Deadlines, PPP and EIDL – Oh My!

Extended Deadlines

April 15th was moved to May 17th for individuals ONLY.

For Trusts and Corporations typically due on April 15th no extension was granted.

Keeping with the individual extension – the time to make 2020 contributions to IRAs was also extended until May 17th.

HOWEVER… your 2021 estimated schedule did not get the same love, your first quarter estimate is still due April 15th.

Massachusetts got in line with this change quickly and also extended along the same lines.

Paycheck Protection Program (PPP)

Also receiving attention is our old friend, PPP. When brought back for “second draw” opportunities the original deadline for action was March 31st, with many banks shutting off the spicket well in advance of that date – well, we all know how governmental budgeting works, if there is money left over, you better find a way to spend it – so, with money left in the program, at the 11th hour, the PPP application deadline was extended until May 31st. This provides some unique planning opportunities for those that were late to the party, asleep at the wheel, or are trying to put the pieces together for the ERC/PPP/Grant puzzle. And for those that just received their first draw in early 2021, there may be time yet for a second draw. Don’t miss it this time – I’m not sure how many times we will be able to go back to this well.

We’ve all been waiting to hear what Massachusetts was going to do with the taxability of PPP forgiveness, and we have to wait no more! As we headed out to happy hour this past Friday, Mass put out a much welcomed “e-blast” which excludes forgiven PPP loan amounts from gross income for Massachusetts personal income taxpayers for 2020 (it was already out for Corporations). This is big deal for the ongoing cash flow issues of many small businesses and gets the program back to its original intent and promise – hey if you can’t trust your government to do what it says it’s going to do, who can you trust?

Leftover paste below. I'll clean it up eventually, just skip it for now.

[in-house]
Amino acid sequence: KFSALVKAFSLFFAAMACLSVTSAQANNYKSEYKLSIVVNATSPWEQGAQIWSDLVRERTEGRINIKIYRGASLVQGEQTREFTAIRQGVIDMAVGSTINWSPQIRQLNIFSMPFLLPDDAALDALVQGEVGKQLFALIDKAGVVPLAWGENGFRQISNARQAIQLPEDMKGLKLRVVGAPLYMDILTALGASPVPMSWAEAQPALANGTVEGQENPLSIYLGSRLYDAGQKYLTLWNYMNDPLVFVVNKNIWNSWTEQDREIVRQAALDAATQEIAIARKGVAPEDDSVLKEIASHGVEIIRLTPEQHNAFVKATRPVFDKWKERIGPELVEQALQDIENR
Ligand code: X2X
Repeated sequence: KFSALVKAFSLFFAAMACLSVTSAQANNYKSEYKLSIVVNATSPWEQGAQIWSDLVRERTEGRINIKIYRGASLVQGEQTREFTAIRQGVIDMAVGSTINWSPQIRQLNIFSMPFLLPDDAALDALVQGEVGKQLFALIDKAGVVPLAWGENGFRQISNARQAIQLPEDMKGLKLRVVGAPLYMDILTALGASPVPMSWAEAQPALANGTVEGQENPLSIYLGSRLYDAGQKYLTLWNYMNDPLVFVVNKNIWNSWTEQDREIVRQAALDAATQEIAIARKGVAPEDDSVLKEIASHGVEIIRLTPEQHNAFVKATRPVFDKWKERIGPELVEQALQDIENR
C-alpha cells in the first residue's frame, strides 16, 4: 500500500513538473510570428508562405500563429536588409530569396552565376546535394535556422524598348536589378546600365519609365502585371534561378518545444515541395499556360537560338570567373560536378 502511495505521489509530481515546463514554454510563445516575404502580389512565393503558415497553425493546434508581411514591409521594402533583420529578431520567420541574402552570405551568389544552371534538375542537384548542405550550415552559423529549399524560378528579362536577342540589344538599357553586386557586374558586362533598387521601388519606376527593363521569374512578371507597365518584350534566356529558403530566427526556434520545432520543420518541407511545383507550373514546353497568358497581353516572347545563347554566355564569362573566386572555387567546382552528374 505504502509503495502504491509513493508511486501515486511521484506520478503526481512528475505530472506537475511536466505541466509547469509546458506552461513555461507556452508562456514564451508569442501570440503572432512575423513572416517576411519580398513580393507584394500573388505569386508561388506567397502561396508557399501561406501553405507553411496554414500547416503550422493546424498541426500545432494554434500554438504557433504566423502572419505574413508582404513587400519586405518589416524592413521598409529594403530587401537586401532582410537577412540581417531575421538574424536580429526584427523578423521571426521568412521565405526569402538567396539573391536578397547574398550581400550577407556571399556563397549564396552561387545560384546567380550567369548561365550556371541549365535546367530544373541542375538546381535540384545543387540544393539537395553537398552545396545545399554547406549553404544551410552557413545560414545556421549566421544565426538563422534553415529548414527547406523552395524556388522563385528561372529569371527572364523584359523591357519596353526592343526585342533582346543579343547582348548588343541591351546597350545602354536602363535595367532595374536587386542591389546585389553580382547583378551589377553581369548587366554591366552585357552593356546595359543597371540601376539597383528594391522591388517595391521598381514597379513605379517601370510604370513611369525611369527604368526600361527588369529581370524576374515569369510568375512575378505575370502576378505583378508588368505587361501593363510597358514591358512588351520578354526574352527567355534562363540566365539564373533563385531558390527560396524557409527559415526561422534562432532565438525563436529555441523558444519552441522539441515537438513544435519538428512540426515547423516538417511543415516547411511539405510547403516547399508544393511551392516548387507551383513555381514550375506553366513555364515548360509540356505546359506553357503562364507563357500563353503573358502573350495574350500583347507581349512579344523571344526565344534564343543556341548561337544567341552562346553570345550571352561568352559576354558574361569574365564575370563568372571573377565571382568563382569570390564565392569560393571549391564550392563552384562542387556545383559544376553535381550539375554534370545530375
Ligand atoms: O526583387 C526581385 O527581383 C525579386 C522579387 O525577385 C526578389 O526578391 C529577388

Unemployment Deduction for Taxable Income

As part of the American Rescue Plan enacted on March 11, 2021, a deduction from income will be allowed for up to $10,200 – per individual – from unemployment income received, IF, the tax returns MAGI (modified adjusted gross income) is less than $150,000 (exclusive of unemployment income… it gets very circular). The $150,000 mark is do-or-die… $149,999 and you get the deduction, $150,001 and you do not!

States are now wrestling with this and Massachusetts came up with their own approach. Same possible deduction, but it only applies to taxpayers with household income of not more than 200% of the federal poverty level.

See chart below for income limits based on 200% of the federal poverty level.

# Persons in the Family/Household200% of the Federal Poverty Level
1$25,520
2$34, 480
3$43,440
4$52,400

**Add $8,960 for each additional person in your household.

COVID-19 Targeted EIDL Advance Application

Some of you may be receiving an email about this.

Basically… if your business didn’t receive the full $10,000 – here is another bite at the apple.

Businesses eligible for the Targeted EIDL Advance must meet ALL the following eligibility criteria:

  • Located in a low-income community, as defined in section 45D(e) of the Internal Revenue Code. The SBA will map your business address to determine if you are in a low-income community when you submit your Targeted EIDL Advance application.
  • Suffered economic loss greater than 30 percent, as demonstrated by an 8-week period beginning on March 2, 2020, or later, compared to the previous year. You will be required to provide the total amount of monthly gross receipts from January 2019 to the current month-to-date.
  • Must have 300 or fewer employees. Business entities normally eligible for the EIDL program are eligible, including sole proprietors, independent contractors, and private, nonprofit organizations.

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